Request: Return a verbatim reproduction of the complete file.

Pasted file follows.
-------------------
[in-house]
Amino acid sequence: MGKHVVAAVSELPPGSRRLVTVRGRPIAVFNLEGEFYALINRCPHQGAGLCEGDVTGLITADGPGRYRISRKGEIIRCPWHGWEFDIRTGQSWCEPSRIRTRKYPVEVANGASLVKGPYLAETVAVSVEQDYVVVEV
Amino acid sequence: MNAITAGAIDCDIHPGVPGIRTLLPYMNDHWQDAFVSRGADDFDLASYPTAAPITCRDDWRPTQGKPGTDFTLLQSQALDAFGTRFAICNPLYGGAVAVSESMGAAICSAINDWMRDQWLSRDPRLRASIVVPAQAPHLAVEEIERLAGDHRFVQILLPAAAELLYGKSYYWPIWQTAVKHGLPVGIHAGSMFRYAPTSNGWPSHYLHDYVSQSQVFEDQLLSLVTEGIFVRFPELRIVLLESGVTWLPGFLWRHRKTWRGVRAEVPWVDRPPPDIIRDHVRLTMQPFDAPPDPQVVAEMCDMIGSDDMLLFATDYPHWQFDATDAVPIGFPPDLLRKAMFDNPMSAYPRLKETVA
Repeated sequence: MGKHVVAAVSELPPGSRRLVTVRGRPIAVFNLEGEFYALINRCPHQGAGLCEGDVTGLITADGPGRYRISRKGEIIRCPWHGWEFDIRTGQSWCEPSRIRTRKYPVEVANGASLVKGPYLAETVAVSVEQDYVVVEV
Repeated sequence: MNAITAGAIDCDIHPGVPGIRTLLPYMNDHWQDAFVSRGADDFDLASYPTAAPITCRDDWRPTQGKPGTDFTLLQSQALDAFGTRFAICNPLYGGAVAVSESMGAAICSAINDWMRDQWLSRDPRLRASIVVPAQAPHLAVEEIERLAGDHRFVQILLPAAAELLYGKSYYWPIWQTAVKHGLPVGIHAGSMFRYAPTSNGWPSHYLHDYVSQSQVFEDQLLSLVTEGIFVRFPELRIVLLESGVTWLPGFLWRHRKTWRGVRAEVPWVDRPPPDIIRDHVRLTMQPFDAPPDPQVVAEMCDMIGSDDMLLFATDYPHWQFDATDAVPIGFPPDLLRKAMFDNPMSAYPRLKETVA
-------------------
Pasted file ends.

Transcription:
[in-house]
Amino acid sequence: MGKHVVAAVSELPPGSRRLVTVRGRPIAVFNLEGEFYALINRCPHQGAGLCEGDVTGLITADGPGRYRISRKGEIIRCPWHGWEFDIRTGQSWCEPSRIRTRKYPVEVANGASLVKGPYLAETVAVSVEQDYVVVEV
Amino acid sequence: MNAITAGAIDCDIHPGVPGIRTLLPYMNDHWQDAFVSRGADDFDLASYPTAAPITCRDDWRPTQGKPGTDFTLLQSQALDAFGTRFAICNPLYGGAVAVSESMGAAICSAINDWMRDQWLSRDPRLRASIVVPAQAPHLAVEEIERLAGDHRFVQILLPAAAELLYGKSYYWPIWQTAVKHGLPVGIHAGSMFRYAPTSNGWPSHYLHDYVSQSQVFEDQLLSLVTEGIFVRFPELRIVLLESGVTWLPGFLWRHRKTWRGVRAEVPWVDRPPPDIIRDHVRLTMQPFDAPPDPQVVAEMCDMIGSDDMLLFATDYPHWQFDATDAVPIGFPPDLLRKAMFDNPMSAYPRLKETVA
Repeated sequence: MGKHVVAAVSELPPGSRRLVTVRGRPIAVFNLEGEFYALINRCPHQGAGLCEGDVTGLITADGPGRYRISRKGEIIRCPWHGWEFDIRTGQSWCEPSRIRTRKYPVEVANGASLVKGPYLAETVAVSVEQDYVVVEV
Repeated sequence: MNAITAGAIDCDIHPGVPGIRTLLPYMNDHWQDAFVSRGADDFDLASYPTAAPITCRDDWRPTQGKPGTDFTLLQSQALDAFGTRFAICNPLYGGAVAVSESMGAAICSAINDWMRDQWLSRDPRLRASIVVPAQAPHLAVEEIERLAGDHRFVQILLPAAAELLYGKSYYWPIWQTAVKHGLPVGIHAGSMFRYAPTSNGWPSHYLHDYVSQSQVFEDQLLSLVTEGIFVRFPELRIVLLESGVTWLPGFLWRHRKTWRGVRAEVPWVDRPPPDIIRDHVRLTMQPFDAPPDPQVVAEMCDMIGSDDMLLFATDYPHWQFDATDAVPIGFPPDLLRKAMFDNPMSAYPRLKETVA